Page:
• PSYC65: Systems Neuroscience with Lab

  • Official course description: The primary focus of this course is the physiological basis of behavior from a systems perspective. Such topics as localization of function, neural models, and the physiological bases of sensory/motor systems, learning/memory, and spatial cognition are considered. The laboratory introduces the student to the anatomy and physiology of the mammalian central nervous system and to some of the principal techniques used in systems and behavioral neuroscience. Laboratory sections will be assigned during the first week of class.

  • course syllabus (2015)
  • PSYC50.10: The Rhythmic Brain

  • Official course description: This course explores the physiological basis and functional relevance of oscillations, which are ubiquitous in the brain. Rhythmic pattern generators in specific neurons and circuits are essential for generating repeating movements such as breathing and walking; yet, oscillations are equally prominent in neural systems for sensation, cognition, and memory. Could it be that these rhythms are a fundamental building block of information processing in neural circuits? This course provides an introduction to the detection, analysis and interpretation of oscillations in the brain. Using these tools, we will survey the origin and functional role of oscillations in a variety of neural systems across animal and human species, and ask what general principles emerge.

  • course syllabus (2016)

  • This class features "heads-on" experience with headsets that record brain activity.


  • Analysis of Neural Data

  • Official course description: Overall, the course is designed to provide hands-on experience with management, visualization, and analysis of neural data. Becoming skilled at these things is a rate-limiting step for many graduate projects requiring analysis. Even if your work only requires rudimentary analysis, awareness of what else can be done and how to do it well is valuable, for instance when evaluating the work of others in the literature!

    To do so, the focus is on introducing some commonly used tools, such as GitHub and relevant functionality within MATLAB - and then to actually use these on real data sets. Initially, those data sets will be local field potentials and spiking data recorded from various brain areas in freely moving rodents in the van der Meer lab; however, a crucial goal of the course is that after some initial steps you will use your own data. (If you don't have your own, you can do everything with data provided here.)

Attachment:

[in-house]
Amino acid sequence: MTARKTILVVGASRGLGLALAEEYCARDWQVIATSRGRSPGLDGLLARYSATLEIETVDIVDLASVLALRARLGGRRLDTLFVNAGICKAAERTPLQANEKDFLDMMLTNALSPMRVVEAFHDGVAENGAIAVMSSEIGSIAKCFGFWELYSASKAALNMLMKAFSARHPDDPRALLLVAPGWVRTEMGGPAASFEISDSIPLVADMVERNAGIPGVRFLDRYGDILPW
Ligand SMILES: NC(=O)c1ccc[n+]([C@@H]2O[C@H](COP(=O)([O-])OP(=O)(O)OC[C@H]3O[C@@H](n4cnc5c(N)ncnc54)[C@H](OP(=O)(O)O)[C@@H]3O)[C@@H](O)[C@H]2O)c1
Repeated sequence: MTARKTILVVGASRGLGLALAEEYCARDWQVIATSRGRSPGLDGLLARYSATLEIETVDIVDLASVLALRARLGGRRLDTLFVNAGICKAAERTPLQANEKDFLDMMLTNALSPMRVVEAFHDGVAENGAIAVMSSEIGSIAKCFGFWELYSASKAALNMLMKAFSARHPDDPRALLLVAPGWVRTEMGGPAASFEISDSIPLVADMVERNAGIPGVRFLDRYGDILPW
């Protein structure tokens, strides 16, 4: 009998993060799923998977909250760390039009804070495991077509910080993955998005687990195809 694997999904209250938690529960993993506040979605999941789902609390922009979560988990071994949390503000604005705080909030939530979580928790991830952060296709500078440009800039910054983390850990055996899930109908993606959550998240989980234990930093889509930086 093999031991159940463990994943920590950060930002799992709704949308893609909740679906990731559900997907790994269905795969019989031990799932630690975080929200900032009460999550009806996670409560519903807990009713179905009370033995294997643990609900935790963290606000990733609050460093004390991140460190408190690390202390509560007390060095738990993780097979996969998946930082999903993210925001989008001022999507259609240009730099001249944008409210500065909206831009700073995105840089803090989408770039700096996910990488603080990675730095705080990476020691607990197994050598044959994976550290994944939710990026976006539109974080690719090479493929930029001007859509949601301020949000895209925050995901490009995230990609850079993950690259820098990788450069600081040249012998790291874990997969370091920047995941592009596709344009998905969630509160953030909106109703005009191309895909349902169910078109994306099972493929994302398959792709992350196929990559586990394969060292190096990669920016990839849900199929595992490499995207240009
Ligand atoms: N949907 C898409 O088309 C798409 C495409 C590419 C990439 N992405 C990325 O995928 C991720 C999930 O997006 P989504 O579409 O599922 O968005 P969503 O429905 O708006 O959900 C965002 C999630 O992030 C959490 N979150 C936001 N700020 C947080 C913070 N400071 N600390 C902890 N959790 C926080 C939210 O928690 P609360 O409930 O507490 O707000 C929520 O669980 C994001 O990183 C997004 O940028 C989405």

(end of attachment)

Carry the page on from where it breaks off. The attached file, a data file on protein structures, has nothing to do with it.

We will make contact with a few concepts from computer science, signal processing, and statistics. However, the focus is on making initial steps that work and getting pointers to more complete treatment, rather than a thorough theoretical grounding. Nevertheless, to make sure that what you learn is not tied to specific data sets only, a number of principles of data analysis - applicable to any project of sufficient complexity - will be referenced throughout the course. You are invited to think of these and others, not only as you progress through this course, but especially as you organize your own data analyses and read analyses performed by others.

  • This class uses step-by-step tutorials, available on our lab wiki.
  • Current Topics in Behavioral Neuroscience

  • Official course description: Examining what changes in behavior result from alterations to structures in the brain continues to be a foundational approach in neuroscience. The last decade has seen an unprecedented increase in the specificity of such interventions; yet, these technological advances have placed in sharp focus the difficulties inherent in interpreting the resulting behavioral effects. This course provides training in the design and interpretation of contemporary behavioral neuroscience experiments. Topics include multiple parallel systems, compensation, learning vs. performance, on-target vs. off-target effects, averaging across trials and/or subjects, single vs. multiple tasks, and functional localization vs. distribution, with particular focus on how these perennial issues relate to current and emerging experimental tools.